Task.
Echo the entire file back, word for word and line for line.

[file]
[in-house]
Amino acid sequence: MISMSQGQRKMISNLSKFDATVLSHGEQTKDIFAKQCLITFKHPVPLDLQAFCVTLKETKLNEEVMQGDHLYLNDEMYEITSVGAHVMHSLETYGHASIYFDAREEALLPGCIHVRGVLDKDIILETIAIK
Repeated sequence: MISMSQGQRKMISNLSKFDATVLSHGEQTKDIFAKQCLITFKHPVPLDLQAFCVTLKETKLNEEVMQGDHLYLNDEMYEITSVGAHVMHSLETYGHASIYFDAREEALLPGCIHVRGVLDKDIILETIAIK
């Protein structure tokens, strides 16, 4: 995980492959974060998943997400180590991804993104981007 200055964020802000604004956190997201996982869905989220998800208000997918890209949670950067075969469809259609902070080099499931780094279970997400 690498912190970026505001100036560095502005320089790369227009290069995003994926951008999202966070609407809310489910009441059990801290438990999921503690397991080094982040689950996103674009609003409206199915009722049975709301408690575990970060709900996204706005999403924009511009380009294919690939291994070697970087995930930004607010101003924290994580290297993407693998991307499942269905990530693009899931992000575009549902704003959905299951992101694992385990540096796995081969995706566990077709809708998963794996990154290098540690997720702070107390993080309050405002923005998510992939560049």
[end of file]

[in-house]
Amino acid sequence: MISMSQGQRKMISNLSKFDATVLSHGEQTKDIFAKQCLITFKHPVPLDLQAFCVTLKETKLNEEVMQGDHLYLNDEMYEITSVGAHVMHSLETYGHASIYFDAREEALLPGCIHVRGVLDKDIILETIAIK
Repeated sequence: MISMSQGQRKMISNLSKFDATVLSHGEQTKDIFAKQCLITFKHPVPLDLQAFCVTLKETKLNEEVMQGDHLYLNDEMYEITSVGAHVMHSLETYGHASIYFDAREEALLPGCIHVRGVLDKDIILETIAIK
């Protein structure tokens, strides 16, 4: 995980492959974060998943997400180590991804993104981007 200055964020802000604004956190997201996982869905989220998800208000997918890209949670950067075969469809259609902070080099499931780094279970997400 690498912190970026505001100036560095502005320089790369227009290069995003994926951008999202966070609407809310489910009441059990801290438990999921503690397991080094982040689950996103674009609003409206199915009722049975709301408690575990970060709900996204706005999403924009511009380009294919690939291994070697970087995930930004607010101003924290994580290297993407693998991307499942269905990530693009899931992000575009549902704003959905299951992101694992385990540096796995081969995706566990077709809708998963794996990154290098540690997720702070107390993080309050405002923005998510992939560049």